Microsoft has released an urgent security update to patch the critical vulnerability known as PrintNightmare (CVE-2021-34527) for which only mitigating actions have been provided so far. This vulnerability allows remote code execution with system privileges through the Windows Print Spooler service, giving an attacker the ability to install programs, view, modify or delete data, and even create new accounts with full user rights. Once the patch was released, several prominent security researchers reported that they have managed to bypass, under certain conditions, the Windows security update released to patch PrintNightmare, again replicating locally and remotely the vulnerability in the printing protocol. The origin of the vulnerability lies in a poor implementation of the updated code, which would allow an attacker to remotely execute arbitrary code when PointAndPrint policies are active and warnings are disabled when installing new drivers (PointAndPrint NoWarningNoElevationOnInstall = 1). Microsoft has not yet made any statements on the subject. Therefore, it is still recommended to disable the print function on any system where it is not strictly necessary, whenever possible.
All the details: https://msrc.microsoft.com/update-guide/vulnerability/CVE-2021-34527
Analysis of the GrimAgent malware, linked to Ryuk’s operations
Group-IB researchers have carried out a technical analysis of the GrimAgent malware, a new backdoor related to Ryuk’s operations following the dismantling of previously used infection vectors such as Emotet and Trickbot. The link between this malware and Ryuk was established through analysis of GrimAgent’s C2 servers, as when a request was made to the malware’s C2 domain, it returned content designed for Ryuk’s victims. Based on this relationship, the researchers suggest that GrimAgent is being used as part of Ryuk’s operations. They also note that no sales on underground forums related to this malware have been identified, nor any use of the malware in the infection processes of other ransomware families. GrimAgent’s main functions include the collection of system information (IP, location, OS, usernames, privileges, etc.) and the download and execution of shellcodes and DLLs. Researchers also highlight the ability to circumvent different security measures, which indicates that we are dealing with a meticulous and highly capable actor.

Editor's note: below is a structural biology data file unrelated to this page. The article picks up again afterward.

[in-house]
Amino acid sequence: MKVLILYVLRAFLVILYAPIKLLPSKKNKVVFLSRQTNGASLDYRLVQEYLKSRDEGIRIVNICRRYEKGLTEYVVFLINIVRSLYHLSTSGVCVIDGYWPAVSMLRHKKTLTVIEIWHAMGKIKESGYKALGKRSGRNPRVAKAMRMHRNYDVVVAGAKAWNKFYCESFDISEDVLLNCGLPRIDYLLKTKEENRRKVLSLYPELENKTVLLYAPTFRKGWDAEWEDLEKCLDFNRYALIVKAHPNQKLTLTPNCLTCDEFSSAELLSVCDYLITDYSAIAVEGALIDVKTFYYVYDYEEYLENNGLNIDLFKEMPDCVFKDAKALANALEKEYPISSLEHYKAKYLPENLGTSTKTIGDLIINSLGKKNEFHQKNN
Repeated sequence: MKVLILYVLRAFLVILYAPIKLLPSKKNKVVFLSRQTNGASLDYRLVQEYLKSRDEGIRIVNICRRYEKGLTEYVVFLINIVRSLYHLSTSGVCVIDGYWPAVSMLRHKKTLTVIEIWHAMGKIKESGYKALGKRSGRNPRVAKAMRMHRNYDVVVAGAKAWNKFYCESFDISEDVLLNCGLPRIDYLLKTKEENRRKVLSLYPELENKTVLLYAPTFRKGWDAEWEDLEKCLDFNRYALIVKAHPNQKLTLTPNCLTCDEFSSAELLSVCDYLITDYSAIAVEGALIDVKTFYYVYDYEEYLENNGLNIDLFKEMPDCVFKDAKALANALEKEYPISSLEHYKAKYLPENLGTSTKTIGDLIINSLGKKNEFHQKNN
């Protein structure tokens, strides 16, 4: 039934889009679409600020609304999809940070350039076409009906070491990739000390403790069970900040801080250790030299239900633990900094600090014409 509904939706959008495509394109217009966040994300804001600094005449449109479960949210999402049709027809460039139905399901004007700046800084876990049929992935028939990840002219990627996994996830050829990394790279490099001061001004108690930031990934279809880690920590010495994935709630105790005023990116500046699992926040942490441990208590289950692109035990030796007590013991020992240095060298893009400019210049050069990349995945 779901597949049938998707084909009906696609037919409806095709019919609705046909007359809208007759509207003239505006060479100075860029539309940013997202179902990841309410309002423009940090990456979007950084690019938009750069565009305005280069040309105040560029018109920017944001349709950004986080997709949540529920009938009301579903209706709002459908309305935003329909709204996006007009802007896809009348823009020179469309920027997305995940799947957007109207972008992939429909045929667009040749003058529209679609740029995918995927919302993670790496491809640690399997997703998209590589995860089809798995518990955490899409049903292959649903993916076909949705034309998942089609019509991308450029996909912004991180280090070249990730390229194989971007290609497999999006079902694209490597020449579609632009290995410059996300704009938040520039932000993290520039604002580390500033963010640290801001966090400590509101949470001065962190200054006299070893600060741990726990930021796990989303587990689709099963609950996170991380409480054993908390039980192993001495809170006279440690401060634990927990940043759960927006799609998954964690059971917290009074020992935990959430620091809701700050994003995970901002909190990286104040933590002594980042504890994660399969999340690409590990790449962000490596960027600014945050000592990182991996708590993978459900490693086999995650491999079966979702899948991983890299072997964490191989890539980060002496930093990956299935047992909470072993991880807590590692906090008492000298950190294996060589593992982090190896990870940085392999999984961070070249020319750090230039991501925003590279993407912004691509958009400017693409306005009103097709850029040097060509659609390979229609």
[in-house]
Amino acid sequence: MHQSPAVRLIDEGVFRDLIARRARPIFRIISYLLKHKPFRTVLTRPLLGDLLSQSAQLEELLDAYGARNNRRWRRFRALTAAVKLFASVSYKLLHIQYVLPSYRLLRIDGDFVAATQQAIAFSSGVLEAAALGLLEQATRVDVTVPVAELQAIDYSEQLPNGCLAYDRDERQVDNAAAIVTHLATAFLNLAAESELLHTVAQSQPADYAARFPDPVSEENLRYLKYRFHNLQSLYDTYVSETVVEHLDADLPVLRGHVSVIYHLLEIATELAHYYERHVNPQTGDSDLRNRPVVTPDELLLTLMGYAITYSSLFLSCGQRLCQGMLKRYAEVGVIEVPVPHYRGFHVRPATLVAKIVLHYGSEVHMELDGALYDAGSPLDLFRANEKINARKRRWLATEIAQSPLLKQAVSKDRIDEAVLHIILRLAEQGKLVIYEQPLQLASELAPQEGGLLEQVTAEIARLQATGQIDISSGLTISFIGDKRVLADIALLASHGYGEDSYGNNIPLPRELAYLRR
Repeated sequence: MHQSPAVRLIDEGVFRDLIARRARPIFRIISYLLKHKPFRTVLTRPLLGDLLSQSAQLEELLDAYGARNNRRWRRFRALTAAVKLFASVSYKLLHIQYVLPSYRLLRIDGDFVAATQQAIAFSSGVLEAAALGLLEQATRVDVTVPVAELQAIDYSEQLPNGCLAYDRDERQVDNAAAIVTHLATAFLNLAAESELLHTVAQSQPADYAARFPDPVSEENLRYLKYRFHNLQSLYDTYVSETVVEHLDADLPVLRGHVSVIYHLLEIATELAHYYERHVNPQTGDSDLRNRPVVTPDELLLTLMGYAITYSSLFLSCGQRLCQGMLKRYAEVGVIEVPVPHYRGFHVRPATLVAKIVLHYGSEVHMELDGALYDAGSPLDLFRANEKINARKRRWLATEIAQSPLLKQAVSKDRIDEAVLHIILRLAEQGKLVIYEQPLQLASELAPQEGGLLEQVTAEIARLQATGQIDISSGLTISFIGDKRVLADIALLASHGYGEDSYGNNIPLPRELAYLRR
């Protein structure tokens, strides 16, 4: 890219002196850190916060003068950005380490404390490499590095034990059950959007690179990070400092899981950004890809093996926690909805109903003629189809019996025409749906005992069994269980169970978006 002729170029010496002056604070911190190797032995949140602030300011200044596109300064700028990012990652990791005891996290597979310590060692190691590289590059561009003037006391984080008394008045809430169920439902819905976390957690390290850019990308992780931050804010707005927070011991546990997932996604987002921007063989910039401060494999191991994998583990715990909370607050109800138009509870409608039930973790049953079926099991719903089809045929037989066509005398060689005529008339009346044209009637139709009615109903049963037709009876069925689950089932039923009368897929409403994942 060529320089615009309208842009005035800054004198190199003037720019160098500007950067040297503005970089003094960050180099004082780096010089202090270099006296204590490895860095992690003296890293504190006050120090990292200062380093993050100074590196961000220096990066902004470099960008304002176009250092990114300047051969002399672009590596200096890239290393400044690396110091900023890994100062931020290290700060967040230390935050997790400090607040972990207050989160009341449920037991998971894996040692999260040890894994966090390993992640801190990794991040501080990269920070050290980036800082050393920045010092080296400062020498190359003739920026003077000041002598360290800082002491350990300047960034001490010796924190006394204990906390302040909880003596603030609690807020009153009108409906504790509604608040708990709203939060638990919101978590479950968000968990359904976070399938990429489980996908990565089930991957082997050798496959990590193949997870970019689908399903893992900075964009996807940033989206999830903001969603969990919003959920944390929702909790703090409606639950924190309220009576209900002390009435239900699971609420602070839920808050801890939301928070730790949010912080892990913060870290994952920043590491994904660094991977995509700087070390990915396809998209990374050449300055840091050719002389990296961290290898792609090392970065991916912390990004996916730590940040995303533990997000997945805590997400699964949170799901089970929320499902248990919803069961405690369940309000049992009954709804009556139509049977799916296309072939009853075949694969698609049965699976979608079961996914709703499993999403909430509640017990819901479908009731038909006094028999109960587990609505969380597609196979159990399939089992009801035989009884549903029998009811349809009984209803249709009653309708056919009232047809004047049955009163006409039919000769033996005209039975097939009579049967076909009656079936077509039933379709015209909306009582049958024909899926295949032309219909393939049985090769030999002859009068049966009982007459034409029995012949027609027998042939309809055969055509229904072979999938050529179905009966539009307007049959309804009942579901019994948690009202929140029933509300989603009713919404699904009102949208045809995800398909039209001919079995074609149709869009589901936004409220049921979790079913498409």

More info: https://blog.group-ib.com/grimagent
Vulnerability in access to QNAP NAS devices
QNAP has fixed an unauthorised access vulnerability in the security of its network-attached storage (NAS) devices. This vulnerability (CVE-2021-28809), discovered by researchers at TXOne IoT/ICS Security Research Lab, is due to a bug in the software code that does not properly restrict access privileges, allowing an attacker to escalate privileges, execute remote commands and compromise the security of the device, gaining unauthorised access to sensitive information. QNAP recommends upgrading to the latest version available for its HBS 3 devices: QTS 4.3.6: HBS 3 v3.0.210507 or later, QTS 4.3.4: HBS 3 v3.0.210506 or later, and QTS 4.3.3: HBS 3 v3.0.210506 or later. QNAP NAS devices running QTS 4.5.x with HBS 3 v16.x are not affected. This is not the first time QNAP has had to fix vulnerabilities of this type recently, having had to fix in April this year a poor access management issue that gave backdoor access to its devices, and which ended up being used by several ransomware operators Qlocker, Agelocker or eChoraix.